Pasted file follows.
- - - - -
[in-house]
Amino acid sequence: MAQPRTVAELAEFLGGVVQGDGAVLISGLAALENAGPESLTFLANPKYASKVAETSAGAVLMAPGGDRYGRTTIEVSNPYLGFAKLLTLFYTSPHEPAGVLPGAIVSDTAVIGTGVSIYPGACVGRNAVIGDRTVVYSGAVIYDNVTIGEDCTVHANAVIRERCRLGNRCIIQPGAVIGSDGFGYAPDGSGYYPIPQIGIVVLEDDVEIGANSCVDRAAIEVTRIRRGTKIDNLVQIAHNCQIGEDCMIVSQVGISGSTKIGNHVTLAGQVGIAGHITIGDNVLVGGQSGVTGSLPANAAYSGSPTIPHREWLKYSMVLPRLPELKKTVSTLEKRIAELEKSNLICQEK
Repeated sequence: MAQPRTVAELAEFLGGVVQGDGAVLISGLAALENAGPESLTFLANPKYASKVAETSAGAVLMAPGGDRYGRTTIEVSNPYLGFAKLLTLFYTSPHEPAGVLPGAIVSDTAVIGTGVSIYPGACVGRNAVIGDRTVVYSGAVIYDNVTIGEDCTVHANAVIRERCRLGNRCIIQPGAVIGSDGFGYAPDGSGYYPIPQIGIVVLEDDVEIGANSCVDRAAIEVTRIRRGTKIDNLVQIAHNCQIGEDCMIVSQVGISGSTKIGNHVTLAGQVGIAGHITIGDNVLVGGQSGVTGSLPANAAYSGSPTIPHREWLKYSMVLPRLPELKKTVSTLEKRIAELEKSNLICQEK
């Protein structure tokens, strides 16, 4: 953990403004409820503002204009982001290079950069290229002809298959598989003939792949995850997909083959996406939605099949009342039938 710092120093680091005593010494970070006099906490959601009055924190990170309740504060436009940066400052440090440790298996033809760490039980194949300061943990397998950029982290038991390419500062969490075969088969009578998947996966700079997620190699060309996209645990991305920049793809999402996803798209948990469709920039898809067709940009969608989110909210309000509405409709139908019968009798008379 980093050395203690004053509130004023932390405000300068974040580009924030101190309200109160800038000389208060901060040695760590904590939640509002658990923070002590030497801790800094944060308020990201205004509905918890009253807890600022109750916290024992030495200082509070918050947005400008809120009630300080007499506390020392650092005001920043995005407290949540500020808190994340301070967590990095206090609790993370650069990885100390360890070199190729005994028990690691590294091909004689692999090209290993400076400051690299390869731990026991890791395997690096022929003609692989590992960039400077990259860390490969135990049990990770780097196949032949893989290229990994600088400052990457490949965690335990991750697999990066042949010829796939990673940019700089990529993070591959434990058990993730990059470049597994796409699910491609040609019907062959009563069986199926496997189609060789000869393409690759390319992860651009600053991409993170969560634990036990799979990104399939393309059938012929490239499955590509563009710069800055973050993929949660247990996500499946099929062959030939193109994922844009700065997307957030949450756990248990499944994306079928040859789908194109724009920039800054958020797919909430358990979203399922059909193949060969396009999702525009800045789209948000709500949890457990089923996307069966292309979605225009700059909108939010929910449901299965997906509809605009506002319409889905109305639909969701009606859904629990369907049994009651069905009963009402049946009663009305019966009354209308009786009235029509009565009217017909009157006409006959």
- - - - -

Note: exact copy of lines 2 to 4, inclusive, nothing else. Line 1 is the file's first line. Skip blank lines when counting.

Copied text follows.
Amino acid sequence: MAQPRTVAELAEFLGGVVQGDGAVLISGLAALENAGPESLTFLANPKYASKVAETSAGAVLMAPGGDRYGRTTIEVSNPYLGFAKLLTLFYTSPHEPAGVLPGAIVSDTAVIGTGVSIYPGACVGRNAVIGDRTVVYSGAVIYDNVTIGEDCTVHANAVIRERCRLGNRCIIQPGAVIGSDGFGYAPDGSGYYPIPQIGIVVLEDDVEIGANSCVDRAAIEVTRIRRGTKIDNLVQIAHNCQIGEDCMIVSQVGISGSTKIGNHVTLAGQVGIAGHITIGDNVLVGGQSGVTGSLPANAAYSGSPTIPHREWLKYSMVLPRLPELKKTVSTLEKRIAELEKSNLICQEK
Repeated sequence: MAQPRTVAELAEFLGGVVQGDGAVLISGLAALENAGPESLTFLANPKYASKVAETSAGAVLMAPGGDRYGRTTIEVSNPYLGFAKLLTLFYTSPHEPAGVLPGAIVSDTAVIGTGVSIYPGACVGRNAVIGDRTVVYSGAVIYDNVTIGEDCTVHANAVIRERCRLGNRCIIQPGAVIGSDGFGYAPDGSGYYPIPQIGIVVLEDDVEIGANSCVDRAAIEVTRIRRGTKIDNLVQIAHNCQIGEDCMIVSQVGISGSTKIGNHVTLAGQVGIAGHITIGDNVLVGGQSGVTGSLPANAAYSGSPTIPHREWLKYSMVLPRLPELKKTVSTLEKRIAELEKSNLICQEK
């Protein structure tokens, strides 16, 4: 953990403004409820503002204009982001290079950069290229002809298959598989003939792949995850997909083959996406939605099949009342039938 710092120093680091005593010494970070006099906490959601009055924190990170309740504060436009940066400052440090440790298996033809760490039980194949300061943990397998950029982290038991390419500062969490075969088969009578998947996966700079997620190699060309996209645990991305920049793809999402996803798209948990469709920039898809067709940009969608989110909210309000509405409709139908019968009798008379 980093050395203690004053509130004023932390405000300068974040580009924030101190309200109160800038000389208060901060040695760590904590939640509002658990923070002590030497801790800094944060308020990201205004509905918890009253807890600022109750916290024992030495200082509070918050947005400008809120009630300080007499506390020392650092005001920043995005407290949540500020808190994340301070967590990095206090609790993370650069990885100390360890070199190729005994028990690691590294091909004689692999090209290993400076400051690299390869731990026991890791395997690096022929003609692989590992960039400077990259860390490969135990049990990770780097196949032949893989290229990994600088400052990457490949965690335990991750697999990066042949010829796939990673940019700089990529993070591959434990058990993730990059470049597994796409699910491609040609019907062959009563069986199926496997189609060789000869393409690759390319992860651009600053991409993170969560634990036990799979990104399939393309059938012929490239499955590509563009710069800055973050993929949660247990996500499946099929062959030939193109994922844009700065997307957030949450756990248990499944994306079928040859789908194109724009920039800054958020797919909430358990979203399922059909193949060969396009999702525009800045789209948000709500949890457990089923996307069966292309979605225009700059909108939010929910449901299965997906509809605009506002319409889905109305639909969701009606859904629990369907049994009651069905009963009402049946009663009305019966009354209308009786009235029509009565009217017909009157006409006959």